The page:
In the recently held pre-release event of Jawan, to much awe of all the stars including Bollywood superstar Shah Rukh Khan, actor Yogi Babu got a rousing reception in an auditorium packed with young college students. And watching the actor in a film like Lucky Man, effortlessly bowling over the audience — mostly comprising the coveted ‘family audience’ — says that calling him a ‘star’ wouldn’t be an exaggeration. Besides being utterly likeable, thanks to his off-screen persona and on-screen comedy, he also keeps finding ways to prove himself as a capable performer and that’s precisely what he does again in Lucky Man; the actor shoulders a modest film purely with his comedic timing and invested performance.
In fact, it comes for a character we’re all too familiar with — the underdog who can’t shake the bad luck off him — and it comes in a film, which without the support of the actors, seems like an indie short film stretched to scale. The story is pretty straight-forward and humble: it follows the life of Murugan (Yogi Babu), a man who grew up being termed ‘unlucky’, whose job at a real estate agency isn’t enough to provide a stable life for his wife Deivanai (Raichal Rabecca) and son Tamizh.
For Murugan, who has no set plan to fix his financial situation and has to depend upon loan sharks to get by, a car he gets as a gift after winning a contest at a chit fund changes his life forever. The four-wheeler isn’t just a vehicle to him but a God-sent gift that proves his luck and is a symbol of all the good luck he has earned in life. Just when things take a turn for the good, Murugan locks horns with an honest but arrogant cop, Assistant Commissioner Sivakumar (Veera). But all hell breaks loose when the car gets nicked mysteriously. With his good luck now taken away, a heartbroken Murugan has to set aside his ego and seek help from Sivakumar.
Lucky Man (Tamil)
Director: Balaji Venugopal
Cast: Yogi Babu, Raichal Rabecca, Abdool Lee, Veera
Runtime: 155 minutes
Storyline: Murugan’s life turns upside down when a car he got through a lucky draw contest gets nicked mysteriously
If you are expecting a film that takes on the vehicle theft mafia or one that digs into the complexities of owning a motor vehicle in India and how ignorance or powerlessness can be used against a vehicle owner, you might be disappointed. Just this year, we had Aishwariya Rajesh’s Soppana Sundari, which revolved around a lower-middle-class family stuck in a quagmire thanks to a car they got through a lucky draw contest; that film held its roots to the financial turmoil of the family and what the car means to them and wove a thriller around them.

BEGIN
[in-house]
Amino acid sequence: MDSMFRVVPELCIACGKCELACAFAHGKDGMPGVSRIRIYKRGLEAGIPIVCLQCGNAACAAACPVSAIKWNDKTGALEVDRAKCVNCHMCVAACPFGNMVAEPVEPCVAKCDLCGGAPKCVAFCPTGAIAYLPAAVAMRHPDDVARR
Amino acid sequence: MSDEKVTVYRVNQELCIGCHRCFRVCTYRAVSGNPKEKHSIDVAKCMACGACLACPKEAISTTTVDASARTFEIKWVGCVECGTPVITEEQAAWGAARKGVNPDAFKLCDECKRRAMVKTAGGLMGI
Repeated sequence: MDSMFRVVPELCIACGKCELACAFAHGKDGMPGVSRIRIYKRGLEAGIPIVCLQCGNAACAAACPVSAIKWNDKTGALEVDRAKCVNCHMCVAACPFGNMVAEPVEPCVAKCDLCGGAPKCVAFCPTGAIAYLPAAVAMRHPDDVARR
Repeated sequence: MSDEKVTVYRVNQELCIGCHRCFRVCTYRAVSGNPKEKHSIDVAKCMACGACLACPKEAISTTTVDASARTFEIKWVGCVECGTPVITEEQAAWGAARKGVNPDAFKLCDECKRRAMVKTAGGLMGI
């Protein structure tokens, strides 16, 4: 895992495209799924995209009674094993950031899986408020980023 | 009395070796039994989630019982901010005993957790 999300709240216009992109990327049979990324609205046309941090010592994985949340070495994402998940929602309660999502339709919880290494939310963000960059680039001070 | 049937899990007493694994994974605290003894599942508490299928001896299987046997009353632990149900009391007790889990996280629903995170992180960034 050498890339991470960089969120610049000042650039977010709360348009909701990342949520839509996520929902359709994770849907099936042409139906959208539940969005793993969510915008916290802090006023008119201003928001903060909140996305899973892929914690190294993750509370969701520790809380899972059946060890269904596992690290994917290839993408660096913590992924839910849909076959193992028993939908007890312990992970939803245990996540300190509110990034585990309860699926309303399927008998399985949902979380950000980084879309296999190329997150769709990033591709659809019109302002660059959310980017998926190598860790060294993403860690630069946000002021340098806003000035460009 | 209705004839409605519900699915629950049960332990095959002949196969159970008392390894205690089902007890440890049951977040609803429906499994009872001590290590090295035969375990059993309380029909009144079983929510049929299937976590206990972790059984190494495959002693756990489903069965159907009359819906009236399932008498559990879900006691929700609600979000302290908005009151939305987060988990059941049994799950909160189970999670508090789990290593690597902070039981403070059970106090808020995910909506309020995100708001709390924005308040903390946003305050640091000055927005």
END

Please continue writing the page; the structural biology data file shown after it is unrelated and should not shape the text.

Here, writer-director Balaji Venugopal opts for a much simpler story that refrains from unnecessary red herrings or conventional heroism, and yet, the film has a lot of flab. Be it Sivakumar’s enmity with the Deputy Commissioner, his relationship with his romantic interest, or even Sivakumar’s back story for that matter, a lot gets treated in a backhanded manner and you understand the character more from the deja vu of other similar on-screen police characters.
There is also unnecessary meta-ness — characters breaking the fourth wall or an unnecessary call-back to Kolamaavu Kokila between Yogi Babu and R S Shivaji — that only manages to put you off; bringing in Yogi Babu’s passion for tennis-ball cricket seamlessly, however, is a good touch.
The biggest issue is that the story seems too lean and without much substance to support the length of a feature film. But if it manages to achieve any of its ambitions — like, the concept of luck or man’s attachment to things around him — it’s only because of the dialogues and the performances. From crackling one-liners by Murugan to literally everything that Deivanai has to tell about her husband, the dialogues are apt and effective. Actors like Raichal and Abdool Lee (as the second-fiddle comedian) sell both comedy and drama with a lot of conviction.
Just this week, a cinemagoer might watch Yogi Babu in Karumegangal Kalaigindrana, in a heartfelt act as a father figure who gets humiliated in his attempts to meet a child, or in Lucky Man, as a cheery family man but one who also gets humiliated in front of his child in a scene. That he still manages to strike stark differences in the skins of these characters is proof of the treasure-trove of talent this man is. And he needs better films that give him as much as he is always ready to give them.
Lucky Man is currently running in theatres